Tomato Confidential

Tomatoes. Worse, a tomato challenge. I’d wonder what I was thinking, but I know. I was in Paris and the seeds were still in the package. All things were possible. Then one of my sisters wrote to ask how Charles Dowding grows tomatoes. Dowding gardens in a part of England with a climate very like mine. Good question. I think he only ever grows cool weather crops, lettuce and the like. Uh oh. I realized those tomatoes would be a challenge, indeed.

So. The tomato up front there is one of two purchased from Julien’s kids’ schoolteacher. Healthy, leafy, things, but so far no tomatoes. Maybe too leafy? Behind it are more teacher tomatoes, some other variety. Julien won’t even bring me any of the way cool black heirloom tomatoes from the seed packets. Next week, he says, always next week. I’m getting a little concerned.

After all, how bad could they be? Look at these volunteer tomatoes, crowding out this squash. If they’ll grow, why not those other ones? And what is that squash anyway? Butternut? A pumpkin? I planted two: it could be either one. Zucchini? Maybe there is a point to labeling and keeping a garden diary.

Why didn’t I do a strawberry challenge?

Or a blueberry challenge? I am so desperate for blueberries that I ran out and bought a dozen blueberry bushes. They are all happy and cranking out the fruit.

I could have done cherries. We’ll have a bumper crop this year; the eau de vie awaits them. It looks like I might even get some apples and plums, though it is way too soon for an apple or plum challenge; even I am not that ambitious.

I know. A nettle challenge. You can see my nettle hedge behind my bolting no-bolt arugula and some of the slug food formerly known as squash. I would definitely have won a nettle challenge.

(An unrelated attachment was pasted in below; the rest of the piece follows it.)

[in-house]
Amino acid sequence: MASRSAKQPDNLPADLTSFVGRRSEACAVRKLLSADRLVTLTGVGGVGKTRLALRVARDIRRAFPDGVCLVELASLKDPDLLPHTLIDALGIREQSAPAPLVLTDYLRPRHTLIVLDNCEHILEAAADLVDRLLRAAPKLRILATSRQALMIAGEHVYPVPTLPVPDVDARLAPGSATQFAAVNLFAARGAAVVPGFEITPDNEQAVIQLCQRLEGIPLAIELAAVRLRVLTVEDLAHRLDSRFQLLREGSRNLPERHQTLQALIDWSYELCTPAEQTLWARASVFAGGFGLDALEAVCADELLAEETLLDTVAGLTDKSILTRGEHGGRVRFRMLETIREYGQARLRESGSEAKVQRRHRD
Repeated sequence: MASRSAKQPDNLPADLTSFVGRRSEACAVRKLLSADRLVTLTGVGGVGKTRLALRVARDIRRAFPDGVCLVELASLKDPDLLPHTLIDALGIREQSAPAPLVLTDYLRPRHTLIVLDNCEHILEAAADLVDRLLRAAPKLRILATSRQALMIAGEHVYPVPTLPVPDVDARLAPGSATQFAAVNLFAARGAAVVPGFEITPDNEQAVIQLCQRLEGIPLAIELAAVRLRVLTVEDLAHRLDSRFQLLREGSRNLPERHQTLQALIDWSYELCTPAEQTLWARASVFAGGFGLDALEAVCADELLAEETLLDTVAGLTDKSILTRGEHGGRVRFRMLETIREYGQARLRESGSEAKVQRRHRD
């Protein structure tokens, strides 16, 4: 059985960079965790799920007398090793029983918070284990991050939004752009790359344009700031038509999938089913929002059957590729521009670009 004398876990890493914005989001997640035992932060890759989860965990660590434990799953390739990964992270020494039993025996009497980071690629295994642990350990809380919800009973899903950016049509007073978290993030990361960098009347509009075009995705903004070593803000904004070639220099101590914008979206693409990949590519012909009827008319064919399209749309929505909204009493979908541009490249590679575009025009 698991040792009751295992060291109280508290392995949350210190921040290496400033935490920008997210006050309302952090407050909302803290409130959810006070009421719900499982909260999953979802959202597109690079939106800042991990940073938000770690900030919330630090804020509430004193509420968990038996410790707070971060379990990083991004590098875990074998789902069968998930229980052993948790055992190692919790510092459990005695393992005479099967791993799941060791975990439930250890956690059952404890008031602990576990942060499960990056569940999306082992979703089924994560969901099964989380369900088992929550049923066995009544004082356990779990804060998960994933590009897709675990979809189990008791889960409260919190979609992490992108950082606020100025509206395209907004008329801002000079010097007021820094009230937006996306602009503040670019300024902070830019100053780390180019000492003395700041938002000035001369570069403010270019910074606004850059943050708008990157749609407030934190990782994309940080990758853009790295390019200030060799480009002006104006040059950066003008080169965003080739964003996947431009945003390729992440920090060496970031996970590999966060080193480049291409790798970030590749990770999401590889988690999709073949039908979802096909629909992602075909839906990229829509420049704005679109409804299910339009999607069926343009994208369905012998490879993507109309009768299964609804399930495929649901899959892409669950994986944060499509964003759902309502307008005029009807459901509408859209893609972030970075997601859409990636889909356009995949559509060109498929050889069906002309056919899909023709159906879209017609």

Right now I think about the best thing I can say about my kitchen garden is that it’s a good thing I have a market close by and reliable online shopping. As you can see above, my okra is doing about as well as my tomatoes, maybe a bit worse. Some green thing out there, tatsoi, maybe, shame we didn’t label it, tastes great and hasn’t bolted. The nettles are working their way into quiche and various other things.

The big success is my pro bono project, the meadow. The grass is seeding, on warm days the crickets are chirping and the mice, I won’t say, this being a family blog, but there are a lot of mice out there. All this attracts the birds, who may well have eaten the wildflower seeds, as I have not seen one wildflower out there apart from the Queen Anne’s Lace, which I have sworn to eradicate. But the tomatoes, so far, well, maybe a few. I live in hope.

Garden Update

We are starting to get the rules on this first phase of loosening the lockdown. It actually sounds worse in some ways than lockdown itself. Many people have to go out, but with distancing and masks, it’s going to be quite unpleasant. Julien was telling me about what his kids will have to deal with at school. One thing and another, it sounds worse than just staying home. Add to that the suggestion made in some quarters that the virus is mutating into a more dangerous form and, well, no thanks.

We’re going to stay home. Rather than deal with lines, masks, the various unpleasant restrictions, we’re ordering online. The SO’s office is making arrangements to allow as many people as possible to work from home as much as possible. He may not go back until September. There may be pit stops for haircuts — the Bowl Cut is not a good look — but that’s it.

Meantime, the weather is gorgeous. We have had this great combination of sunlight and warmth by day and rain by night. No one told the peonies they had to stay in or wear masks, so they’re just going for it, as are the strawberries. My no-bolt arugula bolted; maybe it didn’t read the package. We are learning to cook with nettles; Julien trained them into a hedge, so we always have a huge ready supply. Somebody — maybe the hedgehogs I encouraged to return — has been randomly digging up my squash, maybe looking for bugs. Weird, but some remain. The fruit trees are fruiting. The birds are eating all my wildflower seed, but apart from that the meadow is doing fine. The owls are dropping digested mouse carcasses on my terrace, so I guess they’re doing fine as well.

I am grateful to my delivery people, who have been doing a terrific job; grateful to Julien, who is keeping the weeds from taking over; grateful to everyone who facilitates my current decision to boycott the universe. Such beautiful weather, and so many masks to make for a friend who distributes them to the Paris camps. I did say I was staying in…

Danica has a Go Fund Me page. It’s old, but still accepting donations. I’m sure all of us who are not worrying about making our own payments are donating wherever we can. But, if you’re not already tapped out, give some thought to supporting her efforts. She volunteers: every penny goes to the refugees.